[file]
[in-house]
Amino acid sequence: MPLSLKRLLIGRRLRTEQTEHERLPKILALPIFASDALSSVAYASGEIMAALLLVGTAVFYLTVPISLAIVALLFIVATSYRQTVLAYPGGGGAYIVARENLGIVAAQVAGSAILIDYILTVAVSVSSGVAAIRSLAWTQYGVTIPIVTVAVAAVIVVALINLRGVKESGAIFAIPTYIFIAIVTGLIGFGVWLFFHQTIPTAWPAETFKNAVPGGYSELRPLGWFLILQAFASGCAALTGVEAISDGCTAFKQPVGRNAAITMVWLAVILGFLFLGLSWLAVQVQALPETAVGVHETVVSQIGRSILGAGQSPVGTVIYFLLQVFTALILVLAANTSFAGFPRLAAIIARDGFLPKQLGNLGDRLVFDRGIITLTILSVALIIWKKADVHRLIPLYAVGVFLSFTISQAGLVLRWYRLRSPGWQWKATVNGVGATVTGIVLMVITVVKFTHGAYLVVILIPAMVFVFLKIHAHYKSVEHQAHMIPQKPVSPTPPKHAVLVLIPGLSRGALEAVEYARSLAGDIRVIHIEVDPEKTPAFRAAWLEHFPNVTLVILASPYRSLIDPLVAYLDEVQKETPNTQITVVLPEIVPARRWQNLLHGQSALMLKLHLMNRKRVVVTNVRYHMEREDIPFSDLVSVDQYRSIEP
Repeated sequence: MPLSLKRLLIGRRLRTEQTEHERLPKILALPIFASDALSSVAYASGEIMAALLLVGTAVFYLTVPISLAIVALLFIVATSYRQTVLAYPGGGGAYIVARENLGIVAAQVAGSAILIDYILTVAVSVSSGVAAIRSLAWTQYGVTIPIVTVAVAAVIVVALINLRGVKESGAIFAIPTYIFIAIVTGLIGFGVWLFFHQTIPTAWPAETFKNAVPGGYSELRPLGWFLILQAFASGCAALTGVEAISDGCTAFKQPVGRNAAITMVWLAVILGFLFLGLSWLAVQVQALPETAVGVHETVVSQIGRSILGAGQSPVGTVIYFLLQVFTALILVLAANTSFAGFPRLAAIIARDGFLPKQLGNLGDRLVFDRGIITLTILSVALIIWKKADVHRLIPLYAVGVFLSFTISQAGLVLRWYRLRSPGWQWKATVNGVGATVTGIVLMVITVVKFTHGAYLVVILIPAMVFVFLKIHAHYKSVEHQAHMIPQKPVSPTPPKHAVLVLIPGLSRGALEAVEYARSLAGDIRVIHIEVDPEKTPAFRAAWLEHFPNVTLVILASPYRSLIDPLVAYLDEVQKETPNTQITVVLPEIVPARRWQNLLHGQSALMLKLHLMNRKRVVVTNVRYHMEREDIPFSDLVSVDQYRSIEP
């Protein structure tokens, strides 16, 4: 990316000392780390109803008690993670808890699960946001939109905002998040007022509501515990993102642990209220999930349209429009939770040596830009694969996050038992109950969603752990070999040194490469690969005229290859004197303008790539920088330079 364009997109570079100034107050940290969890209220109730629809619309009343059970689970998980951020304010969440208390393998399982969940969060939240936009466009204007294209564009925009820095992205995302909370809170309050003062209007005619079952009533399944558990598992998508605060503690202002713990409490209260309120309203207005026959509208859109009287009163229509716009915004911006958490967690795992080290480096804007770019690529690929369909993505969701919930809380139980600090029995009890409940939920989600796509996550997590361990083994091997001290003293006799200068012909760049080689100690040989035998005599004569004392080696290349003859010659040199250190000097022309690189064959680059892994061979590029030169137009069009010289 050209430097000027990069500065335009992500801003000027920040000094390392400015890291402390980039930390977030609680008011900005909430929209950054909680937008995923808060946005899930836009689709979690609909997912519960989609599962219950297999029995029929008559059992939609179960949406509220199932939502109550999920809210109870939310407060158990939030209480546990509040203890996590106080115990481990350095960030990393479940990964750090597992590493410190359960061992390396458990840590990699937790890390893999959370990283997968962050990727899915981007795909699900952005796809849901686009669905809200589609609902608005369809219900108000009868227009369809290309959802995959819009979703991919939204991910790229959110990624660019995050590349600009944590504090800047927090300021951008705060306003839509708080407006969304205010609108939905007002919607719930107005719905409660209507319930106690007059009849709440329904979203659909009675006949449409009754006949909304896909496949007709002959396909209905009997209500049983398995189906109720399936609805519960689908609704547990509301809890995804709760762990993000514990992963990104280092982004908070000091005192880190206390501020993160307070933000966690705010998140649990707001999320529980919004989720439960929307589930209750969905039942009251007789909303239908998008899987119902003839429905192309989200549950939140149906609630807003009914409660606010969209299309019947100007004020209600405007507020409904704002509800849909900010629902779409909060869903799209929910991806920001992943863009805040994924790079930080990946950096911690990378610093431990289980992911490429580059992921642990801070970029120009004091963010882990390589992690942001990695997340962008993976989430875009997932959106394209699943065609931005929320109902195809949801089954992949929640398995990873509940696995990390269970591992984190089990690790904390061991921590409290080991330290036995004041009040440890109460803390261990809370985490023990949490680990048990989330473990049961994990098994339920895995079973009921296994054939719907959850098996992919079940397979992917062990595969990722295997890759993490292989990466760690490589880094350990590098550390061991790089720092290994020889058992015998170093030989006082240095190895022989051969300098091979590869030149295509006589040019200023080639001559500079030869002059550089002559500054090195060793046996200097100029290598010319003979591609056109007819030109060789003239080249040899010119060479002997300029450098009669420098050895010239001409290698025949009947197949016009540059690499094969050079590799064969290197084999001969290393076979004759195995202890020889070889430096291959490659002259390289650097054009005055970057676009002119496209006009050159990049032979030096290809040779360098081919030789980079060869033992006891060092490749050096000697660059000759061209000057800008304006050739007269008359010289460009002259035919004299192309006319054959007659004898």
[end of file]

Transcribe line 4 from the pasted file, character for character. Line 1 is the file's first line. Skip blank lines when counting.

């Protein structure tokens, strides 16, 4: 990316000392780390109803008690993670808890699960946001939109905002998040007022509501515990993102642990209220999930349209429009939770040596830009694969996050038992109950969603752990070999040194490469690969005229290859004197303008790539920088330079 364009997109570079100034107050940290969890209220109730629809619309009343059970689970998980951020304010969440208390393998399982969940969060939240936009466009204007294209564009925009820095992205995302909370809170309050003062209007005619079952009533399944558990598992998508605060503690202002713990409490209260309120309203207005026959509208859109009287009163229509716009915004911006958490967690795992080290480096804007770019690529690929369909993505969701919930809380139980600090029995009890409940939920989600796509996550997590361990083994091997001290003293006799200068012909760049080689100690040989035998005599004569004392080696290349003859010659040199250190000097022309690189064959680059892994061979590029030169137009069009010289 050209430097000027990069500065335009992500801003000027920040000094390392400015890291402390980039930390977030609680008011900005909430929209950054909680937008995923808060946005899930836009689709979690609909997912519960989609599962219950297999029995029929008559059992939609179960949406509220199932939502109550999920809210109870939310407060158990939030209480546990509040203890996590106080115990481990350095960030990393479940990964750090597992590493410190359960061992390396458990840590990699937790890390893999959370990283997968962050990727899915981007795909699900952005796809849901686009669905809200589609609902608005369809219900108000009868227009369809290309959802995959819009979703991919939204991910790229959110990624660019995050590349600009944590504090800047927090300021951008705060306003839509708080407006969304205010609108939905007002919607719930107005719905409660209507319930106690007059009849709440329904979203659909009675006949449409009754006949909304896909496949007709002959396909209905009997209500049983398995189906109720399936609805519960689908609704547990509301809890995804709760762990993000514990992963990104280092982004908070000091005192880190206390501020993160307070933000966690705010998140649990707001999320529980919004989720439960929307589930209750969905039942009251007789909303239908998008899987119902003839429905192309989200549950939140149906609630807003009914409660606010969209299309019947100007004020209600405007507020409904704002509800849909900010629902779409909060869903799209929910991806920001992943863009805040994924790079930080990946950096911690990378610093431990289980992911490429580059992921642990801070970029120009004091963010882990390589992690942001990695997340962008993976989430875009997932959106394209699943065609931005929320109902195809949801089954992949929640398995990873509940696995990390269970591992984190089990690790904390061991921590409290080991330290036995004041009040440890109460803390261990809370985490023990949490680990048990989330473990049961994990098994339920895995079973009921296994054939719907959850098996992919079940397979992917062990595969990722295997890759993490292989990466760690490589880094350990590098550390061991790089720092290994020889058992015998170093030989006082240095190895022989051969300098091979590869030149295509006589040019200023080639001559500079030869002059550089002559500054090195060793046996200097100029290598010319003979591609056109007819030109060789003239080249040899010119060479002997300029450098009669420098050895010239001409290698025949009947197949016009540059690499094969050079590799064969290197084999001969290393076979004759195995202890020889070889430096291959490659002259390289650097054009005055970057676009002119496209006009050159990049032979030096290809040779360098081919030789980079060869033992006891060092490749050096000697660059000759061209000057800008304006050739007269008359010289460009002259035919004299192309006319054959007659004898």